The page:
Bishops, Bourbons, and Big Mules tells the story of how the Episcopal Church gained influence over Alabama’s cultural, political, and economic arenas despite being a denominational minority in the state.
The consensus of southern historians is that, since the Second Great Awakening, evangelicalism has dominated the South. This is certainly true when one considers the extent to which southern culture is dominated by evangelical rhetoric and ideas. However, in Alabama one
non-evangelical group has played a significant role in shaping the state’s history. J. Barry Vaughn explains that, although the Episcopal Church has always been a small fraction (around 1 percent) of Alabama’s population, an inordinately high proportion, close to 10 percent, of Alabama’s significant leaders have belonged to this denomination. Many of these leaders came to the Episcopal Church from other denominations because they were attracted to the church’s wide degree of doctrinal latitude and laissez-faire attitude toward human frailty.
Vaughn argues that the church was able to attract many of the state’s governors, congressmen, and legislators by positioning itself as the church of conservative political elites in the state--the planters before the Civil War, the “Bourbons” after the Civil War, and the “Big Mules” during industrialization. He begins this narrative by explaining how Anglicanism came to Alabama and then highlights how Episcopal bishops and congregation members alike took active roles in key historic movements including the Civil War, Reconstruction, and the Civil Rights Movement. Bishops, Bourbons, and Big Mules closes with Vaughn’s own predictions about the fate of the Episcopal Church in twenty-first-century Alabama.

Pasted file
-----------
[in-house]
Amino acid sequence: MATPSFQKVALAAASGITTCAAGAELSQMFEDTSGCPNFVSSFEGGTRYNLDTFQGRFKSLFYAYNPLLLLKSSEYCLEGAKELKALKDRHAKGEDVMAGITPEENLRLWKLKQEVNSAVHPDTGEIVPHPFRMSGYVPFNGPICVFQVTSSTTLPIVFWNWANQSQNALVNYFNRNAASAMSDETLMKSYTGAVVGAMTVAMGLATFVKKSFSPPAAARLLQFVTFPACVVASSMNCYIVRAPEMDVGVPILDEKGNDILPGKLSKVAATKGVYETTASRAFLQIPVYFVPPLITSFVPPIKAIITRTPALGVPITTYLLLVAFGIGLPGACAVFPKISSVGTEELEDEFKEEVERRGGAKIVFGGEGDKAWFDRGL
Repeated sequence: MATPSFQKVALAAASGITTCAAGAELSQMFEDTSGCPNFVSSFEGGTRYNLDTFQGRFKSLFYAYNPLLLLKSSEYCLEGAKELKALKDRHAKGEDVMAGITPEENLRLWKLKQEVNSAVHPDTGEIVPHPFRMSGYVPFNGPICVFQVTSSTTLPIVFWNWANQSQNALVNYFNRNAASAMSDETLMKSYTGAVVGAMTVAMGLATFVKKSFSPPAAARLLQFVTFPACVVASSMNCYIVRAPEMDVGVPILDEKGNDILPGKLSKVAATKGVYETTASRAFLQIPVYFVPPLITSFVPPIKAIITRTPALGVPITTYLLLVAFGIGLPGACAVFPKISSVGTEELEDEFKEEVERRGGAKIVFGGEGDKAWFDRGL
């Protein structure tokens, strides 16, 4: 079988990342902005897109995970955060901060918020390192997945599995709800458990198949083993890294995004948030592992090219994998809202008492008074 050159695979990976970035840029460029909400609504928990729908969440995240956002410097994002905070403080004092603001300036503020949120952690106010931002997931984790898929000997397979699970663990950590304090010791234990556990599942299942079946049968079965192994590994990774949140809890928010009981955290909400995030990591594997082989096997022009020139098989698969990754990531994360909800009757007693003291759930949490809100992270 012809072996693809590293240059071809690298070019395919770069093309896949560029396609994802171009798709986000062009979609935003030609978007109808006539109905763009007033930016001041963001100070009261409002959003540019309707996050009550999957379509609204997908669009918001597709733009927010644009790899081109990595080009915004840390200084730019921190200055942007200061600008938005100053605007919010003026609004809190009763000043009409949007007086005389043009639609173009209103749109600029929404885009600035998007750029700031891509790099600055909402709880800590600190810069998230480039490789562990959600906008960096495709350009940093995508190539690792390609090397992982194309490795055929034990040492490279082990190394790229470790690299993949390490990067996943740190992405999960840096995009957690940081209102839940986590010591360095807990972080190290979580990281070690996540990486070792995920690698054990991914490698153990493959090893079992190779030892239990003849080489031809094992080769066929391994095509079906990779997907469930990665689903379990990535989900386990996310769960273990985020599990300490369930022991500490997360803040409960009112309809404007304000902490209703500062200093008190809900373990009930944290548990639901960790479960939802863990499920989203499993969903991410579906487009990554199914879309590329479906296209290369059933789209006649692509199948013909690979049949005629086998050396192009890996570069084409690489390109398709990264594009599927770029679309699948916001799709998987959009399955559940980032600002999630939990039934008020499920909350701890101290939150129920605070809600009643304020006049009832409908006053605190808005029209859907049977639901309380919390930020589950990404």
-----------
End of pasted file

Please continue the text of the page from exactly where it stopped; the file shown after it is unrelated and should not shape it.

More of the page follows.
When Barack Obama entered the White House, he followed a long-standing precedent for the development and implementation of major policies by appointing administrators—so-called policy czars—charged with directing the response to the nation’s most pressing crises. Demonstrating that the creation of policy czars is a strategy for combating partisan polarization and navigating the federal government’s complexity, Vaughn and Villalobos offer a sober, empirical analysis of what precisely constitutes a czar and what role they have played in the modern presidency.
In George W. Bush's Healthy Forests, Jacqueline Vaughn and Hanna Cortner detail how the Bush administration, by changing the terms and processes of debate, sidestepped opposition and put in place policies that restrict public and scientific involvement in environmental decisions. Their groundbreaking study analyzes the context and legal effects of the Healthy Forests Initiative, Healthy Forests Restoration Act, and related regulatory changes.
The authors show how the administration used news events such as wildfires to propel legislation through Congress. Focusing blame for wildfires on legal obstacles and environmentalists' use of appeals to challenge fuel-reduction projects, the administration restricted opportunities for environmental analysis, administrative appeals, and litigation. The authors argue that these tools have a history of use by diverse interests and have long protected Americans' right to question government decisions.
This readable study identifies the players, events, and strategies that expedited the policy shift and contextualizes it in the president's career and in legislative and administrative history. Revealing a policy change with major implications for the future of public lands and public process, George W. Bush's Healthy Forests will become required reading in environmental studies and political science.